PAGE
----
The headline read: "The Crisis in Iran: Could it lead to Warfare?" It was dated December 9, 1979, in the Charlottesville Daily Progress. A month later the paper carried another column titled "Afghanistan: a Gathering Storm in Central Asia." These columns were my first foray into column writing.
The crisis in Afghanistan resulted from Moscow's decision to intervene massively in order to bring it under Soviet control. This invasion, launched one month after Iran's Revolutionary Islamic regime captured and imprisoned 52 U.S. diplomatic personnel, was hastened by President Jimmy Carter's ambivalence about how to respond to the hostage crisis. Today, forty years later, Iran and Afghanistan remain as festering sores on U.S. involvements in Asia.
These forty years brought challenges, even crises, to U.S foreign policy. Among them were: End of the Cold War; USSR's collapse; a brief war in Kuwait; civil war in Bosnia; 9-11 and invasion of Afghanistan; war in Iraq; China's rise in Asia, Russia's intervention in Ukraine; Iran's drive to become a nuclear power; and North Korea's nuclear threat in Northeast Asia. The most important ones, in my view, are these:
Fall of the Berlin Wall in November 1989 stunned Europe and set in motion the unification of Germany (1990), ousting of Communist governments in Poland, Hungary, Czech Republic, and collapse of the Soviet Union in 1991. President Mikhail Gorbachev tried to hold his empire together through "perestroika" but was ousted in a bloodless coup in 1991 by Russian leader, Boris Yeltsin. Soon the various republics in Eastern Europe declared their independence, and a diminished Russia emerged under Yeltsin which President Bill Clinton had to deal with. America now emerged as the world's sole superpower.
The lesson learned from these momentous changes in world politics is now clear: The U.S. became complacent in the 1990s and assumed its leadership position was secure and the world would accept American policies. Hubris had set in.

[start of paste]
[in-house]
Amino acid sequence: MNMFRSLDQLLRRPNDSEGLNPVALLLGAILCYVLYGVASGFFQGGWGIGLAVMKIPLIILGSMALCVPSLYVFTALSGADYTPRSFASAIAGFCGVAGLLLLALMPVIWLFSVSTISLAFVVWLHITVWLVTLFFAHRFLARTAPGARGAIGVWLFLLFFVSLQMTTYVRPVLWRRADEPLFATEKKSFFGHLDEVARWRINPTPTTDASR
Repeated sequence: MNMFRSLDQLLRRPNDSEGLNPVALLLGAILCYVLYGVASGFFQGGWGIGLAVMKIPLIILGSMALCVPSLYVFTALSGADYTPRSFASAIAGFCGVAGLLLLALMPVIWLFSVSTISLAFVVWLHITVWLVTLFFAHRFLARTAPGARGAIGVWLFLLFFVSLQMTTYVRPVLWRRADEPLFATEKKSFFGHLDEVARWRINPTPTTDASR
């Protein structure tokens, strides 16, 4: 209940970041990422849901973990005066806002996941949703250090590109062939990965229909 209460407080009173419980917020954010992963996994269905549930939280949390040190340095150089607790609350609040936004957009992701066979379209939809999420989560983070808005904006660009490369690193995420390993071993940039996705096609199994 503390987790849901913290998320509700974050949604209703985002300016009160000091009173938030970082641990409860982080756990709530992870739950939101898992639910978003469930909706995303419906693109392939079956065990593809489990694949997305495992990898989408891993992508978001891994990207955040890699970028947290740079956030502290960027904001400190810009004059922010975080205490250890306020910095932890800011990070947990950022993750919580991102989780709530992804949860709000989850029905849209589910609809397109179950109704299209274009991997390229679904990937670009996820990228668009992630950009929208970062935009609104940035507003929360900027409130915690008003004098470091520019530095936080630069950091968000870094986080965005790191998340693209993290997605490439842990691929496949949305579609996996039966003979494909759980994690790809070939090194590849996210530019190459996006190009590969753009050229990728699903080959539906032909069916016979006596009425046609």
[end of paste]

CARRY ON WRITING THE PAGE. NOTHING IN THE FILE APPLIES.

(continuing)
The terrorist attacks of September 11 2001, were a rude wakeup call for Americans... The bombing of the Trade Towers in New York City and the Pentagon in Washington shook the prevailing view that we didn't need to worry about world order and military preparedness. Responding to public outrage, President George Bush decided to attack Afghanistan, which harbored al-Qaeda's terrorist network. American forces soon defeated and occupied that country and Bush decided they should stay and help the Afghans build a democracy. We are still in Afghanistan, eighteen years later. Another result of 9-11 was George Bush's decision to invade Iraq and oust its dictator Saddam Hussein. The U.S. military accomplish that objective quickly, and the president decided they should stay and bring democracy to Iraq. We are still there, now to prevent Iran from subverting its independence.
Americans learned from the 9-11 experience that nation-building is a far larger challenge than the military task of invading another government and ousting its regime. As a result, Americans grew frustrated by the human and financial costs of Iraq and Afghanistan. And in 2008 and 2016 they elected presidents who seemed determined to reduce U.S. commitments abroad.
Most Americans don't appreciate that the financial crisis that occurred on September 15, 2008, shook the world's financial system profoundly. China took advantage of disruptions in U.S. and European markets and gradually advanced its objective of challening the U.S. as a financial superpower. China used its membership in the World Trade Organization (WTO) to build huge trade surpluses with the United States while encouraging Americans businesses to invest heavily in China. At first, Washington and the business community encouraged this effort, because building international trade was good for the U.S. and world economy. Officials hoped that bringing China fully into the international trading system would modify rigid state control of its economy. Barack Obama and many American business leaders began to question investing in China, because of Beijing's control of Chinese business practices that were inimical to U.S. interests. When Donald Trump took office in January 2017, he quickly decided to counter Chinese trading practices and reduce ballooning trade deficits. A result: high tariffs on Chinese products.
The hard lesson learned from this experience in China is that Beijing has no interest in being a fair trader and instead plans to dominate trade relations with Asian countries where U.S. trade has been growing. Instead of encouraging the mellowing of China's Communist rule, America's emerging national interest is that China is a long-term adversary. How Trump and future presidents handle this challenge will determine whether a peaceful future in Asia is achievable.
File last modified on Sunday, 08-DEC-2019 06:45 PM EST